The Most Reluctant Convert
I can’t think of a time when I felt underdressed at a movie theater. Nor do I remember the last time I teared up at the cinema. Yesterday I attended the opening night of the new C.S. Lewis movie. At first it felt like I was in a Wednesday evening church business meeting. By the end, it felt a bit more like a testimony and worship service.
I thoroughly enjoyed the film, though I think many will have a similar response as that of a fellow attendee who remarked to someone else on our way out, “It was a little documentary-ish.” It is, but that shouldn’t be too big of a surprise to anyone who goes in knowing this is mostly a retelling of Lewis’s conversion in his own words. I overheard another person in the parking lot saying they wished there were more about Lewis’s later life, which I assumed them to mean something about Narnia since the next word I overheard was “lion.”
The production takes lines from Lewis’s writings and patches them together to fill out a narrative storyline. There are times when Lewis’s words are placed in the mouths of others, think Owen Barfield and J.R.R. Tolkien, but this adaptation helps diversify the format and carry the story along. If I were asked to sum it up in one line it would be that Max MacLean, who is the mind behind the project and the personality of Lewis, performs brilliantly.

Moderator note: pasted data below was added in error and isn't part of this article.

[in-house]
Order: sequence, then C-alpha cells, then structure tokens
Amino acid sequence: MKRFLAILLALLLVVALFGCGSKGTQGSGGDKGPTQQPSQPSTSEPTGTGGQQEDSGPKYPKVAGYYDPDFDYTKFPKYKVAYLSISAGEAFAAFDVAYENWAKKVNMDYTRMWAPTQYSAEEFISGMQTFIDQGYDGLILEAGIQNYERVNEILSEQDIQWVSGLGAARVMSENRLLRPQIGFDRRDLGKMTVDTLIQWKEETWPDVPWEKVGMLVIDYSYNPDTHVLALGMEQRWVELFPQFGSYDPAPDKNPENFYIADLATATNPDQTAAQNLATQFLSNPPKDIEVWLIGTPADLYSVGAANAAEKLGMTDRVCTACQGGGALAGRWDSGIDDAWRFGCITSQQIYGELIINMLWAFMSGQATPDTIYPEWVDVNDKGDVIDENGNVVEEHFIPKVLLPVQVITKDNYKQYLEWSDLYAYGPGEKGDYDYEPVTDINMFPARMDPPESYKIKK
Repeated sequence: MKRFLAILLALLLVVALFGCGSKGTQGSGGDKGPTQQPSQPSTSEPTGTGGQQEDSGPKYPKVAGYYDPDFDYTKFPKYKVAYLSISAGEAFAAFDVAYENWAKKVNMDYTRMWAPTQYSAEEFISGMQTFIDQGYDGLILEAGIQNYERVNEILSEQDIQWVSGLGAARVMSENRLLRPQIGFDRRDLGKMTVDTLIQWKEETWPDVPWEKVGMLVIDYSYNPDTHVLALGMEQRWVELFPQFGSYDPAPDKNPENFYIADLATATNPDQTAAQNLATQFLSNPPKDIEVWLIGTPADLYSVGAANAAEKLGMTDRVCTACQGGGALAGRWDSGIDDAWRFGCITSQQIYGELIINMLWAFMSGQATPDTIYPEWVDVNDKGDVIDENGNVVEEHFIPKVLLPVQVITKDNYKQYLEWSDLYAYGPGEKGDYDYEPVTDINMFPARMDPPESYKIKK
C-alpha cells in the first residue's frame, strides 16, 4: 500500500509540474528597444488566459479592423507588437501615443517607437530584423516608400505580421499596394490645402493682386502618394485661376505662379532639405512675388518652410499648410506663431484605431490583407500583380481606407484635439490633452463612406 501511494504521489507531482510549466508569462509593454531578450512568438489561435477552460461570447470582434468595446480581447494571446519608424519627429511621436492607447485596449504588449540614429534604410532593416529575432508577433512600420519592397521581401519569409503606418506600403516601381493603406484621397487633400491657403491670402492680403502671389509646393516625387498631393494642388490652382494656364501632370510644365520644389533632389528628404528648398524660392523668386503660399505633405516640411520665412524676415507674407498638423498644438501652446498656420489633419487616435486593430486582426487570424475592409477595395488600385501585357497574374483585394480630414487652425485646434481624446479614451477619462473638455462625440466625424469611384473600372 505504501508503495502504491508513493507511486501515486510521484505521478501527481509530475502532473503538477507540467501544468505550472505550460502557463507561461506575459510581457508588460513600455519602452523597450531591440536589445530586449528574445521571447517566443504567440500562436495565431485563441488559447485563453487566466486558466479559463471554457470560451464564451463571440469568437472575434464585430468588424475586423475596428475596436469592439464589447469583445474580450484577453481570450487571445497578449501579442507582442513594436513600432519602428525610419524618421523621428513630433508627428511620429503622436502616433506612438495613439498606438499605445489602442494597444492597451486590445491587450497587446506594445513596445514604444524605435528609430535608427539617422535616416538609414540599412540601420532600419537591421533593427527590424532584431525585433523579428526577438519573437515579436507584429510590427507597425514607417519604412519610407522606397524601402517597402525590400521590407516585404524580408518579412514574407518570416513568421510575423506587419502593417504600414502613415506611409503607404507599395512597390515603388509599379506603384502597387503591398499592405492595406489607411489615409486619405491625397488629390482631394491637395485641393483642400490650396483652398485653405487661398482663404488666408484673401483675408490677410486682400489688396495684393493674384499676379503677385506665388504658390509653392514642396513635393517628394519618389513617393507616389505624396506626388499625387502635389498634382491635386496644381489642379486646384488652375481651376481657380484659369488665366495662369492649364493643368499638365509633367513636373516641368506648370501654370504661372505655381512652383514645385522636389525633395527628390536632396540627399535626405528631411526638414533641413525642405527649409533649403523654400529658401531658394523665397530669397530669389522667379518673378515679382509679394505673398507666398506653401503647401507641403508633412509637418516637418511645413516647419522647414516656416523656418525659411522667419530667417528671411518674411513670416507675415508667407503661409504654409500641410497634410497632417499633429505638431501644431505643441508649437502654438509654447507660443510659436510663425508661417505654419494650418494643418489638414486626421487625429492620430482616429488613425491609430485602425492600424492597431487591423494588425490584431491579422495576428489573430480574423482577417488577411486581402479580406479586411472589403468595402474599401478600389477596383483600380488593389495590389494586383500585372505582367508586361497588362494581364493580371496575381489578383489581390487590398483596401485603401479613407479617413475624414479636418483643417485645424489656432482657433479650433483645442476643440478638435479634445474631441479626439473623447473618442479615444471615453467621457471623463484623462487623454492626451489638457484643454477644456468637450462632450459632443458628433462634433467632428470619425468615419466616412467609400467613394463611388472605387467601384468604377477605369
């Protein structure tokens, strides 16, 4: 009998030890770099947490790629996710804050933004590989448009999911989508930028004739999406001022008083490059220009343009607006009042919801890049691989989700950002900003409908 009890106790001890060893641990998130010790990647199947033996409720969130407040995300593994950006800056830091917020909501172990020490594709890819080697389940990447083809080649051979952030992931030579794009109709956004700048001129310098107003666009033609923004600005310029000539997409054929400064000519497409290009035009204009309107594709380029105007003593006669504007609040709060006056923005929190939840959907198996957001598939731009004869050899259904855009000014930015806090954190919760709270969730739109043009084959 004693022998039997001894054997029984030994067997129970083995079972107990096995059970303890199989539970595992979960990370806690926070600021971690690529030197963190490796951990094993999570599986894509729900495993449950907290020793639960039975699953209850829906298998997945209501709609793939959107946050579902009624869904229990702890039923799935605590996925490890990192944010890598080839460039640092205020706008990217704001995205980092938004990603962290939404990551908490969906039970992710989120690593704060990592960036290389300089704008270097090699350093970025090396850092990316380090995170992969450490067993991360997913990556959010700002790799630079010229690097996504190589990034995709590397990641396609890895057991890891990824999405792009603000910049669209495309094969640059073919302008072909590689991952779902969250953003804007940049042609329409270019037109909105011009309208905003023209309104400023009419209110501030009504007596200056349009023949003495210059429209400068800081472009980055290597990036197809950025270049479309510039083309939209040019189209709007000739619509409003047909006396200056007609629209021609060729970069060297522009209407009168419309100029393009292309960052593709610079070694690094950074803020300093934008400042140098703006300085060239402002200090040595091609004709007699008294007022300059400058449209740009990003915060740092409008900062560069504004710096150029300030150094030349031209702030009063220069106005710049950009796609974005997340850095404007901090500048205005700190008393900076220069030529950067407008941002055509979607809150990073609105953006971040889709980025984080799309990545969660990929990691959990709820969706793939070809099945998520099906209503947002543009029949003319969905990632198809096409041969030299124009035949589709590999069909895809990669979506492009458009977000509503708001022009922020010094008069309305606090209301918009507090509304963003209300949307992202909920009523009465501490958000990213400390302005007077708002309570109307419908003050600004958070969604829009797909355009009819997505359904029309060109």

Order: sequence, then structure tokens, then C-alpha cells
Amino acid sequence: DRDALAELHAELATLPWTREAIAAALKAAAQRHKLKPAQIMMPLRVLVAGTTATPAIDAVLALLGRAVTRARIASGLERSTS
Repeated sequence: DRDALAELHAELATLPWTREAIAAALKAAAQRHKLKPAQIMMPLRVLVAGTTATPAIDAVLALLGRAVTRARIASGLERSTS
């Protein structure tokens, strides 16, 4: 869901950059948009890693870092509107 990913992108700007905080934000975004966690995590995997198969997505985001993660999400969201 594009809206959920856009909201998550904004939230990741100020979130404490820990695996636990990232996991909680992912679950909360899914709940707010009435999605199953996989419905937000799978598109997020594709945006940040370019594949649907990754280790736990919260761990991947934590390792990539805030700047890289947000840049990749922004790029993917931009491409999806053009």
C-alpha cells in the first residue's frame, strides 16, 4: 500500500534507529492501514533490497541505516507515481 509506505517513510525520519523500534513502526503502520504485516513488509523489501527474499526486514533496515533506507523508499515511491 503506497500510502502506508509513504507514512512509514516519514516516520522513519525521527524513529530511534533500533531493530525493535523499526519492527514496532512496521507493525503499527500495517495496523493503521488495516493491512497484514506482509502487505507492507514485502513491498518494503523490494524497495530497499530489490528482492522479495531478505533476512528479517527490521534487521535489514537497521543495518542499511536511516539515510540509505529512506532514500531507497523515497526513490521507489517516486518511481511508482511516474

If you’ve ever read Lewis’s Surprised by Joy, you’ll quickly see the film covers the same terrain. Some of Lewis’s friends joked with him that the book title could be abbreviated to S.B.J. and reinterpreted as “Suppressed by Jack.” They felt his spiritual autobiography contained too little about the author, who preferred the nickname Jack over Clive Staples Lewis. Some movie goers may feel the same about this new film “The Most Reluctant Convert.”
I would imagine it is in part because the film is rather short, but there is a brief documentary of the making of the film that plays first. I wish it would play after the movie, as seeing key scenes in the film in advance, in my humble opinion, diminishes the impact of those scenes later in the film. Since the month of November marks both C.S. Lewis’s birth and his death, it seems very appropriate the film released when it did. Though dead, his life still speaks.